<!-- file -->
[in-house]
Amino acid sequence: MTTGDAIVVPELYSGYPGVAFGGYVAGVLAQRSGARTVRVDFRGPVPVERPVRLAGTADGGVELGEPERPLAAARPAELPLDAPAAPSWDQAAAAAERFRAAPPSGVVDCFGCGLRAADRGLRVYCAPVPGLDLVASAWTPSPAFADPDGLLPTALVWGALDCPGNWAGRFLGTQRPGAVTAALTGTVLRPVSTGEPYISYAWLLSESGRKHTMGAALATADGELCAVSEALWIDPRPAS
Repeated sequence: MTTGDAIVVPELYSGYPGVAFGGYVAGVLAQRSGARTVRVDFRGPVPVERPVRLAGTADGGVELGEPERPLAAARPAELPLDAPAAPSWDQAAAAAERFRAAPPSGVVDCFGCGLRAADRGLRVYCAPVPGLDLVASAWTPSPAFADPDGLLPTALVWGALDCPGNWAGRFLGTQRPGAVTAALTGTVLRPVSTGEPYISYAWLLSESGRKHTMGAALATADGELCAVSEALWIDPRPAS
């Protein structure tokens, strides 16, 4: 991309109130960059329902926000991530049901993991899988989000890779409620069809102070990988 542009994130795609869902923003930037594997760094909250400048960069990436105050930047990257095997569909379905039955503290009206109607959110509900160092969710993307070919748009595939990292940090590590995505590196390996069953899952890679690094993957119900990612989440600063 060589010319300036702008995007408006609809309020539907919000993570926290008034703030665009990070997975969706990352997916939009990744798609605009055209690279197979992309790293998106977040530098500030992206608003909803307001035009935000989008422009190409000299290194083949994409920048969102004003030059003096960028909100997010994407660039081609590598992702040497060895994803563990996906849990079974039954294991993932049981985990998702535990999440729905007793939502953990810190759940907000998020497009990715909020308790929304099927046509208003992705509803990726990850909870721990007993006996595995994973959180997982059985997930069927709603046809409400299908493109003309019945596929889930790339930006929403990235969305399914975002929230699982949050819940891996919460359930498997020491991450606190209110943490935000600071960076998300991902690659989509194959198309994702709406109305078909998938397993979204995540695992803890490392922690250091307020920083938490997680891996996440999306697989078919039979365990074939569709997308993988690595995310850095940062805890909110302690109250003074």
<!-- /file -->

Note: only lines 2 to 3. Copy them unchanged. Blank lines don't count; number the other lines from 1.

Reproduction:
Amino acid sequence: MTTGDAIVVPELYSGYPGVAFGGYVAGVLAQRSGARTVRVDFRGPVPVERPVRLAGTADGGVELGEPERPLAAARPAELPLDAPAAPSWDQAAAAAERFRAAPPSGVVDCFGCGLRAADRGLRVYCAPVPGLDLVASAWTPSPAFADPDGLLPTALVWGALDCPGNWAGRFLGTQRPGAVTAALTGTVLRPVSTGEPYISYAWLLSESGRKHTMGAALATADGELCAVSEALWIDPRPAS
Repeated sequence: MTTGDAIVVPELYSGYPGVAFGGYVAGVLAQRSGARTVRVDFRGPVPVERPVRLAGTADGGVELGEPERPLAAARPAELPLDAPAAPSWDQAAAAAERFRAAPPSGVVDCFGCGLRAADRGLRVYCAPVPGLDLVASAWTPSPAFADPDGLLPTALVWGALDCPGNWAGRFLGTQRPGAVTAALTGTVLRPVSTGEPYISYAWLLSESGRKHTMGAALATADGELCAVSEALWIDPRPAS